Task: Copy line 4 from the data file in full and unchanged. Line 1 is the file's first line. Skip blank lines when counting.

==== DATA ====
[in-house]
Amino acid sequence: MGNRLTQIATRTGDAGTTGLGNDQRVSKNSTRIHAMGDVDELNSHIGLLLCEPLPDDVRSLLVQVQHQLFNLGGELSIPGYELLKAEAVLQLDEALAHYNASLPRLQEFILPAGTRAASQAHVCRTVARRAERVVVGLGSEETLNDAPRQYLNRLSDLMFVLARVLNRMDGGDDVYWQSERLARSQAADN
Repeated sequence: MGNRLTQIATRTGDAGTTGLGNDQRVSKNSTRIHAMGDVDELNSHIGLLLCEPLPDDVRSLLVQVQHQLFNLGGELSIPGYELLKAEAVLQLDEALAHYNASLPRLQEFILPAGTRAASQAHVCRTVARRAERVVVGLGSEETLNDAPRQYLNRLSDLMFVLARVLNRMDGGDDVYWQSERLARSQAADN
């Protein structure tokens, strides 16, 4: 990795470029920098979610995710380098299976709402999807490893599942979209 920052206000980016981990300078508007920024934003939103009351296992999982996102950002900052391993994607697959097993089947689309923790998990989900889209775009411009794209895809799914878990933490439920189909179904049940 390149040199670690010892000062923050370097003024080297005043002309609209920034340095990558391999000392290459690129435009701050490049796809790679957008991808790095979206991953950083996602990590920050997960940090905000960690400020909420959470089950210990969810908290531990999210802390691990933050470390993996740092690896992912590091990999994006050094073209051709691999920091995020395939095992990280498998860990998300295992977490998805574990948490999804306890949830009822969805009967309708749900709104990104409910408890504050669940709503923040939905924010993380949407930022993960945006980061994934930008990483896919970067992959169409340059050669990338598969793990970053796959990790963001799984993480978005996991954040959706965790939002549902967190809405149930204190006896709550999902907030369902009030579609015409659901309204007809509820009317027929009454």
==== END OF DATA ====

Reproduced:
């Protein structure tokens, strides 16, 4: 990795470029920098979610995710380098299976709402999807490893599942979209 920052206000980016981990300078508007920024934003939103009351296992999982996102950002900052391993994607697959097993089947689309923790998990989900889209775009411009794209895809799914878990933490439920189909179904049940 390149040199670690010892000062923050370097003024080297005043002309609209920034340095990558391999000392290459690129435009701050490049796809790679957008991808790095979206991953950083996602990590920050997960940090905000960690400020909420959470089950210990969810908290531990999210802390691990933050470390993996740092690896992912590091990999994006050094073209051709691999920091995020395939095992990280498998860990998300295992977490998805574990948490999804306890949830009822969805009967309708749900709104990104409910408890504050669940709503923040939905924010993380949407930022993960945006980061994934930008990483896919970067992959169409340059050669990338598969793990970053796959990790963001799984993480978005996991954040959706965790939002549902967190809405149930204190006896709550999902907030369902009030579609015409659901309204007809509820009317027929009454």